EDITORIAL COMMENT: Lessons to draw from Zanu-PF primaries

04 May, 2018 - 00:05 0 Views

The ManicaPost

ZANU-PF primary elections have been conducted, writing political obituaries of some party heavy weights in Manicaland.

The polls had their own share of irregularities like ballots with missing names of some contestants, delays in ballot paper deliveries, dodgy cell registers, prompting an avalanche of outcries in Mutare North where the result is under dispute and Chipinge Central and Buhera West where voting was stopped prematurely.

Concerns of dodgy registers are genuine and deserves the party’s ear as this led to the disenfranchising and creation of onlookers out of thousands of party supporters and stakeholders.

Rigging a primary poll had dire consequences because winning a party ticket is totally different from winning a community ticket, and there lies the real danger that Zanu-PF must avoid at all cost.

Apart from the aforementioned flashpoints, the outcome in other constituencies was widely accepted by candidates and their supporters, and the focus is now on main elections slated for July 2018.

Every election has to have a winner, and at this juncture, Zanu-PF should swiftly pick up the pieces following the electoral earthquakes that claimed the scalps of some party chefs in the province, unite supporters and build a strong support base.

It should emerge from the polls more united and tolerant as the process was meant to enhance internal participatory democracy, avoid imposition of candidates and minimise disgruntlement within its rank and file.

In the past, the party’s administration had been rightly or wrongly accused by their own members of imposing candidates, and by extension, of promoting a culture riddled with corruption and the primaries were meant to avoid these ills and should not leave the party in tatters and at the mercy of its opponents.

The party should therefore work hard to forge genuine, not contrived unity to avoid the reincarnation of the ‘bhora musango’ mantra that seeks to give away leadership of the country to a party other than Zanu-PF.

Divergent views whose hallmark is focused on amassing personal fortune and glory, typical of the ‘bhora musango’ hymn, are disastrous for the continued survival of any political party. Zanu-PF should nip an insidious seed of revolt within itself by exposing schemes that fed on corruption variously described as factionalism, economic sabotage, political pornography, treachery and political assassination.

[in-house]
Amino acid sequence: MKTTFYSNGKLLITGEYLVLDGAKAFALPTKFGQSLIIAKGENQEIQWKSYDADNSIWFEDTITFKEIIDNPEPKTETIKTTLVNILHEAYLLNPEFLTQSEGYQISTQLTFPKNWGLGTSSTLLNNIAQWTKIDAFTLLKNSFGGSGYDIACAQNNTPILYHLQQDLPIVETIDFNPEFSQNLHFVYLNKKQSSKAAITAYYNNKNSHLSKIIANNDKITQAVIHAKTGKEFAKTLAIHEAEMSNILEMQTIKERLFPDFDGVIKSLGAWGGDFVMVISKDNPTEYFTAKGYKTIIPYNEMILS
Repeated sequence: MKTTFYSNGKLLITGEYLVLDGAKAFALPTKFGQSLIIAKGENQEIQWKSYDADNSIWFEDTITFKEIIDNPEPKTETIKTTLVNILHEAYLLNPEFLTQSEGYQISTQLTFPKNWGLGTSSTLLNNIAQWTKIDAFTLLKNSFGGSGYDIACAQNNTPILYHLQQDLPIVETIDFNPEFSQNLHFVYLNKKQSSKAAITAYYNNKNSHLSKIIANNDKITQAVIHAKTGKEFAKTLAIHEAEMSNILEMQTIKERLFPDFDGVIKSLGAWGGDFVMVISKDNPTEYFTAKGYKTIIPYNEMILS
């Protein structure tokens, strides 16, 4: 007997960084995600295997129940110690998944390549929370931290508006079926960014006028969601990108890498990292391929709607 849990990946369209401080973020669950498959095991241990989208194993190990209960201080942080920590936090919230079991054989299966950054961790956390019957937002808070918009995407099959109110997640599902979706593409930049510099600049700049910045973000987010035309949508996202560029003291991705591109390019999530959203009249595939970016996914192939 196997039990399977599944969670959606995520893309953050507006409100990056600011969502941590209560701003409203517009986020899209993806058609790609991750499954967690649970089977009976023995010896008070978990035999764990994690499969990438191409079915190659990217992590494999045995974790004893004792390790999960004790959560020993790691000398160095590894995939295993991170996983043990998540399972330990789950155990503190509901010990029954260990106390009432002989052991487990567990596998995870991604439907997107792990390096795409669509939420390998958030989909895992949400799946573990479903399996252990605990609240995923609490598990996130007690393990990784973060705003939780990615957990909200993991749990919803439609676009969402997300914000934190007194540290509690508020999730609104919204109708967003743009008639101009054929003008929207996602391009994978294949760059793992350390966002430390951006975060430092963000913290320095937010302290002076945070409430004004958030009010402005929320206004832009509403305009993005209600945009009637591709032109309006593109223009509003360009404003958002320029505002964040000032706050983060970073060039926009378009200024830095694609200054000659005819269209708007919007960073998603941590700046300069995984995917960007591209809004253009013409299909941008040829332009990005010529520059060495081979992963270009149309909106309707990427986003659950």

No one in his sane mind celebrates the demise of a great revolutionary party like Zanu-PF.

Contradictions have the uncanny ability to stray even into sacred grounds. Some with impeccable liberation credentials have turned their back against their own story to become the gold that rusts.  If gold starts to rust, and, iron remains without blemish, it becomes inevitable to revalue iron beyond the status of what we thought was gold and it is against that background that the polls gave way to a crop of new leaders who are expected to fuse new ideas, usher in a new culture of doing things, fresh perspective and trajectory.

These leaders should use this opportunity to serve and resuscitate Zanu-PF not devise deceptive ways to consolidate and stay forever in power. They should not throw internal party democracy again to the back banner.

The incoming political hopefuls must account for a clean break with the past, without compromising reason at the alter of choruses that may have the potential to make the bad situation even worse. The field of politics thus clearly requires sober minds that are a function of experience and exposure in a particular setting.

The question evokes thoughts that suggest the need to reflect on why difficult times continue to punctuate our lives notwithstanding the existence of elected office bearers whose mandate is to craft and put into effect measures that mitigate the stubborn hardships in our midst.

The making of laws is the responsibility of MPs who sit in Parliament to deliberate on issues of concern that need legal cover to address them. These issues affect the wards within a constituency, district, province and nation.

Politics is thus an endless exercise of feeling, measuring and constantly paying attention to the pulse of the community and the nation at large.

People look to politicians as persons that identify with their aspirations by satisfying their needs, promoting their interests and addressing their concerns in a socially and culturally acceptable manner, and, in accordance with shifting priorities and interests.

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